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Lake Forest’s Jen Lancaster chronicles year as Martha Stewart

Jen Lancaster

Jen Lancaster

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Jen Lancaster

When: 7 p.m., Thursday

Where: Barnes & Noble, 55 Old Orchard Center, Skokie

Info: (847) 676-2230,

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Updated: July 19, 2013 6:19AM

There are household names and then there’s Martha Stewart.

Everyone knows Martha is a domestic goddess. But it was her ability to handle her incarceration following convictions related to securities fraud that inspired best-selling author and Lake Forest resident Jen Lancaster to really “notice” how amazing this woman was.

That realization set the author off on a yearlong journey to emulate Stewart — in everything, of course — but actually earning her own stripes in modern home economics.

“Everyone expected Martha Stewart to fade into oblivion, but she was so brave and strong, and I love how she conducted herself,” said Lancaster, 45. “In my 20s and 30s, I didn’t like her, but I wasn’t doing any homemaking then. About the time Martha went to prison, my husband and I were getting serious about where and how we lived.”

It was the start of 2012, and Lancaster’s husband, Fletch, resolved to grow a beard. So Lancaster resolved to try all things Martha Stewart, from getting super-organized to making luscious butter cream frosting.

Her year of immersing herself in Stewart’s manner of “Living” became Lancaster’s newest book, “The Tao of Martha” (New American Library, $25.95), a hilarious, romp through Lancaster’s life. We visit her junk drawer (“Drawer of Shame”), kitchen, backyard and private parties as she “Martha’s up” her life, all shared with the reader via Lancaster’s distinctive humor. She also makes some serious observations and draws conclusions about the experience, hence the “Tao” of her Martha.

“I discovered that there is a method to her madness, a backbone, and that it’s good to be able to do things yourself,” said Lancaster. “This made me really think beyond myself — in being organized, in being able to create things, to be more tuned in to other people’s needs. I made meals for a sick friend, to freeze and use when she needed. And [this process] got back a part of myself. This was the greatest year of my husband’s life. He works for me, and it made me happy to make things he loved.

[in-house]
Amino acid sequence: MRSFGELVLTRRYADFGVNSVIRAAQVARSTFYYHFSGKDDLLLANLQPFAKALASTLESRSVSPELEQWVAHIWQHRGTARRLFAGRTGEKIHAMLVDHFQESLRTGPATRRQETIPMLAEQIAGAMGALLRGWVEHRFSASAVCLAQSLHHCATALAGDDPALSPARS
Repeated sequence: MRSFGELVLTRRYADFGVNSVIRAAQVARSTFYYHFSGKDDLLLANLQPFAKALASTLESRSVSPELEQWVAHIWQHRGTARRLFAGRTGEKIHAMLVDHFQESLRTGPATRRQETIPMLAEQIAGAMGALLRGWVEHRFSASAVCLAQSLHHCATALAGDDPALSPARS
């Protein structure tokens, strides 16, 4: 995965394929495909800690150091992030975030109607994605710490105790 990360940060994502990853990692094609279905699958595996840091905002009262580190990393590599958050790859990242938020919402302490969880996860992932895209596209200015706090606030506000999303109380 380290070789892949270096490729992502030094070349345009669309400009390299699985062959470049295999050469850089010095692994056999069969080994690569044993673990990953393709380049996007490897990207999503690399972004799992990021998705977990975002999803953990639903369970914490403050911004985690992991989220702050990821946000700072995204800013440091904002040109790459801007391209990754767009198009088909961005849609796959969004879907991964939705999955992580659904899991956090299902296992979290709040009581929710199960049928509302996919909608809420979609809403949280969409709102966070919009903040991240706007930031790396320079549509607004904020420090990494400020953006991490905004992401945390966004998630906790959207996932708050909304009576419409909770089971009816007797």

“This is a very personal book, something I always strive for, and it’s a return to my being more raw and uninhibited.”

Which means it’s a return to the style Lancaster’s fans enjoy most.

“I’m absolutely influenced by my fans,” she said. Via Facebook interaction about her novel “If You Were Here,” she explained, she’d discovered that her fans were unhappy “because [that novel] was off format and it confused them.”

So “The Tao of Martha” is a return to what fans want in your writing?

“Absolutely,” she said. “And so is my next novel, ‘Twisted Sister,’ which is about sibling rivalry and reality TV.”

The “Tao of Martha” book jacket cover photo is also typical Lancaster. The photo shows her in a white kitchen, wearing an apron over her pink blouse and pearls, head tilted in the same manner as Martha in the framed photo behind her, but looking very non-Martha as she decorates a lopsided layer cake.

“They put the apron on me, and I stuck my hands in the frosting and wiped it across the front.” Lancaster explained. “Someone tossed sprinkles on the frosting.”

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